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Ann Bot. 2011 May;107(7):1171-81. doi: 10.1093/aob/mcq265. Epub 2011 Jan 21.

The role of multifunctional M1 metallopeptidases in cell cycle progression.

Author information

1
Department of Horticulture and Landscape Architecture, 625 Agriculture Mall Drive, Purdue University, West Lafayette, IN 47907 USA. peerw@purdue.edu

Abstract

BACKGROUND:

Metallopeptidases of the M1 family are found in all phyla (except viruses) and are important in the cell cycle and normal growth and development. M1s often have spatiotemporal expression patterns which allow for strict regulation of activity. Mutations in the genes encoding M1s result in disease and are often lethal. This family of zinc metallopeptidases all share the catalytic region containing a signature amino acid exopeptidase (GXMXN) and a zinc binding (HEXXH[18X]E) motif. In addition, M1 aminopeptidases often also contain additional membrane association and/or protein interaction motifs. These protein interaction domains may function independently of M1 enzymatic activity and can contribute to multifunctionality of the proteins.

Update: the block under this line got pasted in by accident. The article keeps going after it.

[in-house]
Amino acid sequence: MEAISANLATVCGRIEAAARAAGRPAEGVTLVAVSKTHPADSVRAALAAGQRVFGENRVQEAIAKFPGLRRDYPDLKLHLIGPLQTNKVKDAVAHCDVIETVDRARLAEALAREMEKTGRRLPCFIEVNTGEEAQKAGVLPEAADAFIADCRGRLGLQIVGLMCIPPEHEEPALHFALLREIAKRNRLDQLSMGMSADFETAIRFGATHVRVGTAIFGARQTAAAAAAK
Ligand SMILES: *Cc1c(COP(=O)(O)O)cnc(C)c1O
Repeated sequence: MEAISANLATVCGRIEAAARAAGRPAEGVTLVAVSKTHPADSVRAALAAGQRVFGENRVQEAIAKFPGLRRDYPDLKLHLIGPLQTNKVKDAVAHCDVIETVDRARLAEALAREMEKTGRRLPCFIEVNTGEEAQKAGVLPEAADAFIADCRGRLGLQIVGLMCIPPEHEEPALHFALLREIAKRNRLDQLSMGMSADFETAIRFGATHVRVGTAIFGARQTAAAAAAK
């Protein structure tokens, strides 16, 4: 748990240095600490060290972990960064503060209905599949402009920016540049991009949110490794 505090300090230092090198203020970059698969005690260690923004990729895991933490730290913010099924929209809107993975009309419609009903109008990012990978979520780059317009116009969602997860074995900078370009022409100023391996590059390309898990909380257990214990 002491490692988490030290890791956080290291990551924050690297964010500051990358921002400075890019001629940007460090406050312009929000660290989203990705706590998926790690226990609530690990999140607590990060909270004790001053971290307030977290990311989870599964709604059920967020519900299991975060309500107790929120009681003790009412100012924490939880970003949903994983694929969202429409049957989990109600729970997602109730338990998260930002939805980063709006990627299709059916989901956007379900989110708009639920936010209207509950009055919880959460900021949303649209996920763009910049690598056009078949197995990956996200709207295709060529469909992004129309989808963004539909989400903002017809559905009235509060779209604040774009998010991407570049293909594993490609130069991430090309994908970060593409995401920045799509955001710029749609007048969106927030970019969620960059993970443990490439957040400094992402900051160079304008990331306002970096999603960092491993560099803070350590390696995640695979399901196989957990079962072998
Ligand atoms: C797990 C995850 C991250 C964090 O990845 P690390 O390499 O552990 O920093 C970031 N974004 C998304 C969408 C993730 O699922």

SCOPE:

A brief review of M1 metalloproteases in plants and animals and their roles in the cell cycle is presented. In animals, human puromycin-sensitive aminopeptidase (PSA) acts during mitosis and perhaps meiosis, while the insect homologue puromycin-sensitive aminopeptidase (PAM-1) is required for meiotic and mitotic exit; the remaining human M1 family members appear to play a direct or indirect role in mitosis/cell proliferation. In plants, meiotic prophase aminopeptidase 1 (MPA1) is essential for the first steps in meiosis, and aminopeptidase M1 (APM1) appears to be important in mitosis and cell division.

CONCLUSIONS:

M1 metalloprotease activity in the cell cycle is conserved across phyla. The activities of the multifunctional M1s, processing small peptides and peptide hormones and contributing to protein trafficking and signal transduction processes, either directly or indirectly impact on the cell cycle. Identification of peptide substrates and interacting protein partners is required to understand M1 function in fertility and normal growth and development in plants.

PMID:
21258033
PMCID:
PMC3091800
DOI:
10.1093/aob/mcq265
[Indexed for MEDLINE]
Free PMC Article

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